Now about the enjoyment I experienced. Although I do know some do not derive any enjoyment from shaving—I certainly did not, when I was shaving with canned foam and cartridge razors, which was totally a chore—I have the strong impression that most who shave with a DE and true lather do in fact enjoy their shaves, but yesterday I fell into an interesting discussion with a man who does not derive any enjoyment from traditional shaving and moreover thinks that those who do are “silly” (his word), and indeed thinks that I am a very silly person. He did explain that this is not a value judgment, by which I presume he means he would be happy to also be silly but simply has not learned how to enjoy a shave.
(There was a brief confusion in which he mistakenly thought I was saying that one could force enjoyment, which is indeed a silly notion (in the common sense of “silly,” not the special sense in which he uses it), but with that misconception corrected the discussion continued and I wrote a brief note about how to learn to enjoy a shave and thus achieve silliness (in his sense of the word). I thought it might be of interest. And I think it’s interesting that some are anhedonic with respect to music and to food, so being anhedonic to shaving is not so surprising.
Israeli adopts forced-feeding torture in order keep Palestinians imprisoned indefinitely without charge
A very ugly scene: Israeli locks up people indefinitely with no charges filed, and if they go on hunger strike in protest, Israel will adopt forced-feeding despite medical personnel stating that this is torture. Israel justifies the torture by pointing out that the US has adopted torture, including forced-feeding, which the US continues to do at Guantánamo. The US: an exemplar of the acceptability of torture—not to mention imprisoning people without charge: cf. the 16-year-old boy locked up in solitary at Riker’s Island for three years, and finally simply released without going to trial. (The boy later committed suicide.)
Joel Greenberg reports for McClatchy:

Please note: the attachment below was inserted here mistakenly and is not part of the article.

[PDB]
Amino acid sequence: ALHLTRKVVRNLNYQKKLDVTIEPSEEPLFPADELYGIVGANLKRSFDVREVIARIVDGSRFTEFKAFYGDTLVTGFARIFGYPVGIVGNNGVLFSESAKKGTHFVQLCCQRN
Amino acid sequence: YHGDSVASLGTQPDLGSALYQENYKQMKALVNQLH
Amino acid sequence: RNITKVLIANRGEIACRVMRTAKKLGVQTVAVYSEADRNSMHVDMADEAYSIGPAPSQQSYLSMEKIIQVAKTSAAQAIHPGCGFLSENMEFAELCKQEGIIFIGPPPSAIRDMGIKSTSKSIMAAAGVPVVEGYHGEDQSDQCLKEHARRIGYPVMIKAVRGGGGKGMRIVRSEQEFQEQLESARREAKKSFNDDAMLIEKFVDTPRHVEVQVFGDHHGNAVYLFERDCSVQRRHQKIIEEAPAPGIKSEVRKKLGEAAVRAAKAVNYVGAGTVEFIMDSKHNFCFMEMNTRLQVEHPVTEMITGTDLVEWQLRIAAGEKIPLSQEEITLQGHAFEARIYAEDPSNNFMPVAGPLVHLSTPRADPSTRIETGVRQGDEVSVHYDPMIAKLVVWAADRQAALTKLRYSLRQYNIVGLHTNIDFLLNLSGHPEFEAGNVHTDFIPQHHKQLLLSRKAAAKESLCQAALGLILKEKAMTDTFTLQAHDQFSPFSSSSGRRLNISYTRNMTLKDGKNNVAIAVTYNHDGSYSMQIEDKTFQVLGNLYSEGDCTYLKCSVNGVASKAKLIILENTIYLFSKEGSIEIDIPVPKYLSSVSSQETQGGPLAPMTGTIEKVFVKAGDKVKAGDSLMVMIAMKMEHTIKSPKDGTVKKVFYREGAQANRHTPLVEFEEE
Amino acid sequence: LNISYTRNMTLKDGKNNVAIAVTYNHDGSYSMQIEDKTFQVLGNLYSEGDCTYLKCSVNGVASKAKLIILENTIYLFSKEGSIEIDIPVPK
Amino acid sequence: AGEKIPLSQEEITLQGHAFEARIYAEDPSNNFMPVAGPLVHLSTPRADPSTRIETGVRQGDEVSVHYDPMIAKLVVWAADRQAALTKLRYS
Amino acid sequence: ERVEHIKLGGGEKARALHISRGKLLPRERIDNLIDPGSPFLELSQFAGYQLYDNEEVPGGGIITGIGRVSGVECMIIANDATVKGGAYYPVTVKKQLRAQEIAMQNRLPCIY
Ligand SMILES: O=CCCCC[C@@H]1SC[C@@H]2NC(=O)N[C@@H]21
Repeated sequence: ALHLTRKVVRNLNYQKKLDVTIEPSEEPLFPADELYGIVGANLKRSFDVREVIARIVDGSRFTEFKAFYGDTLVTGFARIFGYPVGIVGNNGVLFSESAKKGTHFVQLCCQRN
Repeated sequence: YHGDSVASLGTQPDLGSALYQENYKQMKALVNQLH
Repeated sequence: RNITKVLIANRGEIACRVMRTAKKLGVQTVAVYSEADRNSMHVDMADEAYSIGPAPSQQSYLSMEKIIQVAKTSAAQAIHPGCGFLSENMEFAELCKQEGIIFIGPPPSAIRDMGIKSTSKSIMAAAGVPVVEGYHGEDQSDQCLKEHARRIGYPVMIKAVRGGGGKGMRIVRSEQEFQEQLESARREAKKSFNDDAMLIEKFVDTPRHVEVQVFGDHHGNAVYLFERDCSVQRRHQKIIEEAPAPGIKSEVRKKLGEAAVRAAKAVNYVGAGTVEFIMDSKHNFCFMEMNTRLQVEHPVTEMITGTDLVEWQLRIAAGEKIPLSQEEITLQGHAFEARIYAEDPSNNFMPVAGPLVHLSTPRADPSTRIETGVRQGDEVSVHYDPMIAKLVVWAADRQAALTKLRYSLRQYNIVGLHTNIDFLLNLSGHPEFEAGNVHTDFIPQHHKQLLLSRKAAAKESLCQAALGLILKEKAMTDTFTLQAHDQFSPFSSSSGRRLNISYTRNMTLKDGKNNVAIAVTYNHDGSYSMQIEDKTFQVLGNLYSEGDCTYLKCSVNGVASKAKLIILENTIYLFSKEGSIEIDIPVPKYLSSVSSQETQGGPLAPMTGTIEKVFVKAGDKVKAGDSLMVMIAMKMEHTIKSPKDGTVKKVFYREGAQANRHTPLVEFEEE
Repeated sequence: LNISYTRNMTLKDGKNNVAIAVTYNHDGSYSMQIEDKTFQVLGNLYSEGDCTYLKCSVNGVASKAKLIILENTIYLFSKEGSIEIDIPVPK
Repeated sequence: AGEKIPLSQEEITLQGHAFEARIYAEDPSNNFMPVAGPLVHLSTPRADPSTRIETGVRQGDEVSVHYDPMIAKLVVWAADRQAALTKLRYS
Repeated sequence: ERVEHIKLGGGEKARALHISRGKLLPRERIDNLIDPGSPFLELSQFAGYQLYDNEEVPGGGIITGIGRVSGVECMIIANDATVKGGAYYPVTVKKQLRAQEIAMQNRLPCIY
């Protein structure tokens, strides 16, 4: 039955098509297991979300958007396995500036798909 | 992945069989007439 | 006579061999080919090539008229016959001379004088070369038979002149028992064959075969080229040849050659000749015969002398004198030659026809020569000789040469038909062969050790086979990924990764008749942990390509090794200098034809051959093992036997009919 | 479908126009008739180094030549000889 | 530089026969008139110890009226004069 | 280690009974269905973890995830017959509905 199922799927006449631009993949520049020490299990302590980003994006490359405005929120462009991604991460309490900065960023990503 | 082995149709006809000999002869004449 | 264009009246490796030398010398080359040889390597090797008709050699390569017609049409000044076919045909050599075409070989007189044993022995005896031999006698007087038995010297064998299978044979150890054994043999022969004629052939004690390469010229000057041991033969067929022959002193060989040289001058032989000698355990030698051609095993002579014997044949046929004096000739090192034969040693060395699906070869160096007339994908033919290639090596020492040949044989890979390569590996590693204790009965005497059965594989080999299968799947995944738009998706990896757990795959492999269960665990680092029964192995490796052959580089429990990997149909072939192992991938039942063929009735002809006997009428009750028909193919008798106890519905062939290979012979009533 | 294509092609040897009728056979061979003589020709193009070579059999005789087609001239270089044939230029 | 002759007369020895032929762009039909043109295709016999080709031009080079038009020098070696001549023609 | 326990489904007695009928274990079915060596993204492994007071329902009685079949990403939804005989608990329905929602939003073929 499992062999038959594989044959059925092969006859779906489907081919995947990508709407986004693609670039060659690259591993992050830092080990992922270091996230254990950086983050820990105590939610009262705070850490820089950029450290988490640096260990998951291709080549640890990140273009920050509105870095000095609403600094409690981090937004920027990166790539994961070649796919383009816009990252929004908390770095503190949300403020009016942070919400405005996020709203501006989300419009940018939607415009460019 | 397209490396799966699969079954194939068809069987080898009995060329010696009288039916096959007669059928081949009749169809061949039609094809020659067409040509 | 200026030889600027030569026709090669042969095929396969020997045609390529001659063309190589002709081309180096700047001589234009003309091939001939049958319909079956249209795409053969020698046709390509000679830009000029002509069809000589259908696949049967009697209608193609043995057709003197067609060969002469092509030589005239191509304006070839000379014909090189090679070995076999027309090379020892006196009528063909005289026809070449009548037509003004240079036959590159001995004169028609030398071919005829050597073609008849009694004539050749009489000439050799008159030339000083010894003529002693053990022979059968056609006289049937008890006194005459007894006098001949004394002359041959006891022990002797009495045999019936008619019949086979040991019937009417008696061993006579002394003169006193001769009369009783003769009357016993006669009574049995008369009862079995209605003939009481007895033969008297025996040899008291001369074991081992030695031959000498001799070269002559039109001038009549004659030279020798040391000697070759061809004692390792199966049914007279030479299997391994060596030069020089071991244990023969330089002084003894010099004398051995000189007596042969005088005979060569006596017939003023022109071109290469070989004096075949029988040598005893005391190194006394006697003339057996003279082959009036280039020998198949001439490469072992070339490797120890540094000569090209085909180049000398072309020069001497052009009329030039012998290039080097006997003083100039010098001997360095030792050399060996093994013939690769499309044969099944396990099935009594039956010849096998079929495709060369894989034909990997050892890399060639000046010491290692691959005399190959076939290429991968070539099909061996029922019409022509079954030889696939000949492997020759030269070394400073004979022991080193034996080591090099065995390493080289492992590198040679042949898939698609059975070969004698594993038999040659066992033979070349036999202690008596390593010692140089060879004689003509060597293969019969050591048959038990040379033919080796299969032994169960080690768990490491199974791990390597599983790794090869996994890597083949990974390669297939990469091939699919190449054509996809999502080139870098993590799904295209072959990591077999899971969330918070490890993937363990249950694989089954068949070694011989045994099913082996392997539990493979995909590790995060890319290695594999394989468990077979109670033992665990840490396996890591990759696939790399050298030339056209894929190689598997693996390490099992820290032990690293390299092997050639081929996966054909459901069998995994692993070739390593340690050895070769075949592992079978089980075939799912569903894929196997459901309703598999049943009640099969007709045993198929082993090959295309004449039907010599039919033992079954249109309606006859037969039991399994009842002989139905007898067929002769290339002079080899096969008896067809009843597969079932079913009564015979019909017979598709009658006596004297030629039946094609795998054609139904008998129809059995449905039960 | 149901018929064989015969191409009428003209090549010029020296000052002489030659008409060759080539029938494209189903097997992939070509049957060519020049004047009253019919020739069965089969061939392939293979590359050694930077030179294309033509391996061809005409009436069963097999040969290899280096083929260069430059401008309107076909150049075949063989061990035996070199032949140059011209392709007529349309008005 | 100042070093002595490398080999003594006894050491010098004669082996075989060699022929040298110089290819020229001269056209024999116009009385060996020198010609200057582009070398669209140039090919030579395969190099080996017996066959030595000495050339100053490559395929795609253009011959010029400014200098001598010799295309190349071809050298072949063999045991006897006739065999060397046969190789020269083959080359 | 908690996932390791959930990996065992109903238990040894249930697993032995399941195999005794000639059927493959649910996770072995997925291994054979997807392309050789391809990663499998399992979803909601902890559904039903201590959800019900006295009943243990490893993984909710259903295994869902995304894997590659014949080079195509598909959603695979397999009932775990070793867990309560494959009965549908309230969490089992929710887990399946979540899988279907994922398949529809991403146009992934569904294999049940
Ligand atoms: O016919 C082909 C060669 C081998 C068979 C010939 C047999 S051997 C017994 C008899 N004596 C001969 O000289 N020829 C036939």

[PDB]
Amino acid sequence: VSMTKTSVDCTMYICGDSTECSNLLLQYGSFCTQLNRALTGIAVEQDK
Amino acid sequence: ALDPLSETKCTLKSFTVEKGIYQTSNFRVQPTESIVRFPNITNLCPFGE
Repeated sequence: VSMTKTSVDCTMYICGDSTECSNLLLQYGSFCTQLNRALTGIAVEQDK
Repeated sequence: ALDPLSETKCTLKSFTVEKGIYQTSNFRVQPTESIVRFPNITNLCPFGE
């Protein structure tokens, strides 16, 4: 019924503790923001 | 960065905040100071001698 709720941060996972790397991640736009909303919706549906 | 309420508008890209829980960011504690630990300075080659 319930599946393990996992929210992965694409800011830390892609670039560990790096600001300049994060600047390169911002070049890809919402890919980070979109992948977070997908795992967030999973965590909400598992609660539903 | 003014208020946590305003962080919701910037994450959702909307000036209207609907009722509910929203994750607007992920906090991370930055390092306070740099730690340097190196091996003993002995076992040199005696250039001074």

Israel’s parliament passed a controversial law Thursday authorizing the force-feeding of hunger-striking Palestinian prisoners, drawing swift condemnation from the country’s medical association, which called the practice torture.
The government-backed bill was introduced in response to cases in which Palestinian prisoners have gone on prolonged hunger strikes to protest jail conditions and their detention without trial, sometimes winning early release.
The legislation, passed 46-40 in the 120-member Knesset, authorizes a district court judge to approve force-feeding of a prisoner who in the opinion of a doctor is in imminent danger of death or severe and irreversible disability.
Prime Minister Benjamin Netanyahu last year cited force-feeding at the U.S.-run Guantanamo Bay detention camp to bolster the government’s case for the practice, in which liquid nourishment is pumped in tubes run through prisoners’ noses into their stomachs.
Internal Security Minister Gilad Erdan, who sponsored the bill, said after it passed that “hunger strikes by imprisoned terrorists have become a tool for attempts to pressure the state of Israel.”
“We must not reach a situation in which a prisoner who poses a public threat will be freed because the state did not have the ability to save him from death and is compelled to release him,” Erdan said.
Khader Adnan, a Palestinian prisoner who had been on a hunger strike for 55 days to protest his detention without charges, was released this month by the Israeli authorities because of fears that his possible death could trigger widespread unrest.
Israel holds more than 5,600 Palestinians in its jails, 391 of them without charges or trial, according to the Israel Prison Service.
Dr. Leonid Eideleman, chairman of the Israeli Medical Association, called passage of the force-feeding bill “a black day in the annals of Israeli legislation.” He said his group would instruct doctors not to cooperate with the procedure.
“Force-feeding is torture, doctors must not participate in torture, and Israeli doctors will not participate in torture,” Eidelman said, adding that his group would challenge the law in the Israeli Supreme Court. . .
Jon Scharz reports at The Intercept:
Former president Jimmy Carter said Tuesday on the nationally-syndicated radio show The Thom Hartmann Program that the United States is now an “oligarchy” in which “unlimited political bribery” has created “a complete subversion of our political system as a payoff to major contributors.” Both Democrats and Republicans, Carter said, “look upon this unlimited money as a great benefit to themselves.”
Carter was responding to a question from Hartmann about recent Supreme Court decisions on campaign financing like Citizens United.
HARTMANN: Our Supreme Court has now said, “unlimited money in politics.” It seems like a violation of principles of democracy … your thoughts on that?
CARTER: It violates the essence of what made America a great country in its political system. Now it’s just an oligarchy, with unlimited political bribery being the essence of getting the nominations for president or to elect the president. And the same thing applies to governors and U.S. senators and congressmembers. So now we’ve just seen a complete subversion of our political system as a payoff to major contributors, who want and expect and sometimes get favors for themselves after the election’s over … The incumbents, Democrats and Republicans, look upon this unlimited money as a great benefit to themselves. Somebody’s who’s already in Congress has a lot more to sell to an avid contributor than somebody’s who’s just a challenger.
(Thanks to Sam Sacks for pointing this out.)